"What matters most is that girls and women have the opportunity to participate in the sport of their choice," she said. "Baseball and softball are as different as they appear similar. For this reason, they will appeal to different athletes."
Croteau didn't let the lawsuit stop her from playing the game. She went on to be the first female to play men's Division III college baseball at St. Mary's College in Maryland, played the inaugural season of the Colorado Silver Bullets women's professional baseball team that existed for four seasons in the 1990s and was the first of two women to play in the professional Hawaiian Winter League in 1994. She was even a member of the first all-women broadcast team for baseball on Liberty Sports and the first female assistant baseball coach for a men's Division I college team at UMass-Amherst in Massachusetts.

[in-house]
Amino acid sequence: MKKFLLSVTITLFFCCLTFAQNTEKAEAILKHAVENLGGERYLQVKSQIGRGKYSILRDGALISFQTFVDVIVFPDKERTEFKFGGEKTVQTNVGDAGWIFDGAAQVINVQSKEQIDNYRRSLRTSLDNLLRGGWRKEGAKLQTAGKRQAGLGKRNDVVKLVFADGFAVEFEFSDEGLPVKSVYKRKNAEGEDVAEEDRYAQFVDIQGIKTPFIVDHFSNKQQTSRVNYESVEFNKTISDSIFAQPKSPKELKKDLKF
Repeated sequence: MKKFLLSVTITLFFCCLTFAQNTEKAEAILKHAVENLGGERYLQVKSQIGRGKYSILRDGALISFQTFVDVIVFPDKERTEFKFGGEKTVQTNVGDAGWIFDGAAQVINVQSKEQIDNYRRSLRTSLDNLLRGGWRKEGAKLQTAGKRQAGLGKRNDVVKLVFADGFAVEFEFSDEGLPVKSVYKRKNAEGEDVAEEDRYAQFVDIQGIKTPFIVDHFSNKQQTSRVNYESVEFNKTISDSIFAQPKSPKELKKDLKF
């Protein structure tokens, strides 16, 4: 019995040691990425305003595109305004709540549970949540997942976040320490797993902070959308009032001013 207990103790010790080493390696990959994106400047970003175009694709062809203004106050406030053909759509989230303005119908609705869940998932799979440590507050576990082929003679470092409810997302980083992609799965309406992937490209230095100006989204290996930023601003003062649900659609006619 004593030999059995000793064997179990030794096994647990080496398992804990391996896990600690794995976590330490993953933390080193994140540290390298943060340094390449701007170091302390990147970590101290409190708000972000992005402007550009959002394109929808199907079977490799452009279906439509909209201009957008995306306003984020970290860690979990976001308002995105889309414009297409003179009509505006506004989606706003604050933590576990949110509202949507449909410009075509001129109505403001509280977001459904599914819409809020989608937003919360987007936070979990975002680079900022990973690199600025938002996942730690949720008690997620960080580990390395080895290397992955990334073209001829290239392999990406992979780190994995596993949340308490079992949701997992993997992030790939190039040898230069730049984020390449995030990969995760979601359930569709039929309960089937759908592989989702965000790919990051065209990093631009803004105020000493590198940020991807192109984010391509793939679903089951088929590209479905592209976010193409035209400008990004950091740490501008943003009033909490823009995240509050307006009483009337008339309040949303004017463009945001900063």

She has promoted the game in other countries with Major League Baseball and even served as a stunt double in the hit movie A League of Their Own. Croteau believes that women can and will compete in the major leagues someday.
"Yes, with every cell in my body."
And she thinks Eri Yoshida is a step in the right direction.
"I think she is remarkable," said Croteau. "She is an example of what an athlete can do when given an opportunity and I think we are going to see a lot of good things from Eri."
As the US Women's National Team manager in 2006, Croteau scouted a number of young players who haven't made it on the national scene yet.
"I can say the best is yet to come for women's baseball."
Samantha Carr is the manager of web and digital media for the National Baseball Hall of Fame and Museum